conservation equations which describe the flow of a thin layer of
fluid over terrain. The form of the equations are
\[
\frac{\partial \UU}{\partial t}+\frac{\partial \EE}{\partial
x}+\frac{\partial \GG}{\partial y}=\SSS \,,
\]
where $\UU=\left[ {{\begin{array}{*{20}c}
h & {uh} & {vh} \\
\end{array} }} \right]^T$ is the vector of conserved quantities; water depth
$h$, $x$ horizontal momentum $uh$ and $y$ horizontal momentum $vh$.
Other quantities entering the system are bed elevation $z$ and stage
$w$ (absolute water level), where these variables are related via $w
= z + h$. The horizontal fluxes in the $x$ and $y$ directions, $\EE$
and $\GG$ are
\[
\EE=\left[ {{\begin{array}{*{20}c}
{uh} \hfill \\
{u^2h+gh^2/2} \hfill \\
{uvh} \hfill \\
\end{array} }} \right] \quad \mbox{ and }\quad \GG=\left[ {{\begin{array}{*{20}c}
{vh} \hfill \\
{vuh} \hfill \\
{v^2h+gh^2/2} \hfill \\
\end{array} }} \right]
\]
and the source term (which includes gravity and friction) is
\[
\SSS=\left[ {{\begin{array}{*{20}c}
0 \hfill \\
-{gh(z_{x} + S_{fx} )} \hfill \\
-{gh(z_{y} + S_{fy} )} \hfill \\
\end{array} }} \right] \,,
\]
where $S_f$ is the bed friction. We model the friction term using
Manning's resistance law
\[
S_{fx} =\frac{u\eta ^2\sqrt {u^2+v^2} }{h^{4/3}}\quad
\mbox{and}\quad S_{fy} =\frac{v\eta ^2\sqrt {u^2+v^2} }{h^{4/3}} \,,
\]
in which $\eta$ is the Manning resistance coefficient.
As demonstrated in our papers, Zoppou and Roberts~\cite{Rob99l}, and
Nielsen \textit{et al.}~\cite{modsim2005}, these equations provide
an excellent model of flows associated with inundation such as dam
breaks and tsunamis.
\section{Finite volume method}
\label{sec:fvm}
We use a finite volume method for approximating the solution of the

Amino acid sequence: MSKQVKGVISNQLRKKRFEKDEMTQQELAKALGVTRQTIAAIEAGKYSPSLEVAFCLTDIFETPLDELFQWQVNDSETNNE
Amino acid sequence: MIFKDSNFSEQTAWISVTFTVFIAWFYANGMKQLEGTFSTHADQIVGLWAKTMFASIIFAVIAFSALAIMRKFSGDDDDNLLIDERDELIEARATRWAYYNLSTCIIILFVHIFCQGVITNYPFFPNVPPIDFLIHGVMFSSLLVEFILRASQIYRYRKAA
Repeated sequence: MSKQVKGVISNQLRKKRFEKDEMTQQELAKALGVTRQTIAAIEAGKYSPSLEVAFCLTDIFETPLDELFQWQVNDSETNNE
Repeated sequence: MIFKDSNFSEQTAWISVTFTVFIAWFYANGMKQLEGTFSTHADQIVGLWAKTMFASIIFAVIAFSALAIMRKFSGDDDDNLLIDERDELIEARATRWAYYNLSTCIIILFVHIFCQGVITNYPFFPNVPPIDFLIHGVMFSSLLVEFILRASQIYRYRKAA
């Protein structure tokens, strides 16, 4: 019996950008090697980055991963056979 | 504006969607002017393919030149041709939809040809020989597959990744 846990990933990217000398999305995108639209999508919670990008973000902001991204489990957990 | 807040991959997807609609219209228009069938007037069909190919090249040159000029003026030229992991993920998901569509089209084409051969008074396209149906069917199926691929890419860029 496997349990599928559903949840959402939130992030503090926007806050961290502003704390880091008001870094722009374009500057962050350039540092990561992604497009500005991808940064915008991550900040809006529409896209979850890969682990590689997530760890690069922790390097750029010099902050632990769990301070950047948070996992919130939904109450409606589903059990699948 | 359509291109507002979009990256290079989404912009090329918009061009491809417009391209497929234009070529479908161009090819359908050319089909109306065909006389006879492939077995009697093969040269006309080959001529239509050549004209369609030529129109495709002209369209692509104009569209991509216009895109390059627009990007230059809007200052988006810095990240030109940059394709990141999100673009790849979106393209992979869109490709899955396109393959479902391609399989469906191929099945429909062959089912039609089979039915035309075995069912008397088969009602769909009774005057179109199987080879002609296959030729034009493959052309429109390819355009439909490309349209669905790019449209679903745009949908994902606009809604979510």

shallow water wave equations \cite{Rob99l}. The study area is
represented by a mesh of triangular cells as in
Figure~\ref{fig:mesh:reconstruct}, in which the conserved quantities
$h$, $uh$, and $vh$, in each cell are to be determined. The size of
the triangular cells are varied within the mesh to allow greater
resolution in regions of particular interest.
%\begin{figure}
%\begin{center}
%\includegraphics[width=5.0cm,keepaspectratio=true]{step-five}
%\caption{Our finite volume method uses triangular meshes. Conserved
%quantities $h$, $uh$ and $vh$ are associated with the centroid of
%each triangular cell.} \label{fig:mesh}
%\end{center}
%\end{figure}
\begin{figure}
\begin{center}
\includegraphics[width=5.0cm,keepaspectratio=true]{step-reconstruct}
\caption{Conserved quantities $h$, $uh$ and $vh$ are associated with
the centroid of each triangular cell. From the values of the
conserved quantities at the centroid of the cell and its
neighbouring cells, a discontinuous piecewise linear reconstruction
of the conserved quantities is obtained.}
\label{fig:mesh:reconstruct}
\end{center}
\end{figure}
The equations constituting the finite volume method are obtained by
integrating the differential conservation equations over each
triangular cell of the mesh.
Introducing some notation; we use $i$ to refer to the index of the
$i$th triangular cell $T_i$, and ${\cal N}(i)$ to the set of indices
referring to the cells neighbouring the $i$th cell. The area of the
$i$th triangular cell is $A_i$ and $l_{ij}$ is the length of the
edge between the $i$th and $j$th cells.
By applying the divergence theorem we obtain for each cell, an
equation which describes the rate of change of the average of the
conserved quantities within each cell, in terms of the fluxes across
the edges of the cell and the effect of the source term. In
particular, for each cell
$$
\frac{d\UU_i }{dt}+ \frac1{A_i}\sum\limits_{j\in{\cal N}(i)} \HH_{ij} l_{ij} =
\SSS_i \,,
$$
where
%\begin{itemize}
%\item $\UU_i$ is the vector of conserved quantities averaged over the $i$th cell,
%\item $\SSS_i$ is the source term associated with the $i$th cell,
%and
%\item $\HH_{ij}$ is the outward normal flux of
%material across the \textit{ij}-th edge.
%\end{itemize}
%
$\UU_i$ is the vector of conserved quantities averaged over the
$i$th cell, $\SSS_i$~is the source term associated with the~$i$th
cell and $\HH_{ij}$~is the outward normal flux of material across
the \textit{ij}-th edge.
%\item $l_{ij}$ is the length of the edge between the $i$th and $j$th
%cells
%\item $m_{ij}$ is the midpoint of
%the \textit{ij}th edge,
%\item
%$\mathbf{n}_{ij} = (n_{ij,1} , n_{ij,2})$is the outward pointing
%normal along the \textit{ij}th edge, and The
The flux $\HH_{ij}$ is evaluated using a numerical flux function
$\HH(\cdot, \cdot ; \ \cdot)$ which is consistent with the shallow
water flux in the sense that for all conserved quantity vectors
$\UU$ and spatial vectors $\nn$
$$
H(\UU,\UU;\-\nn) = \EE(\UU) n_1 + \GG(\UU) n_2 \,.
$$
Then the flux across the \textit{ij}th edge is
$$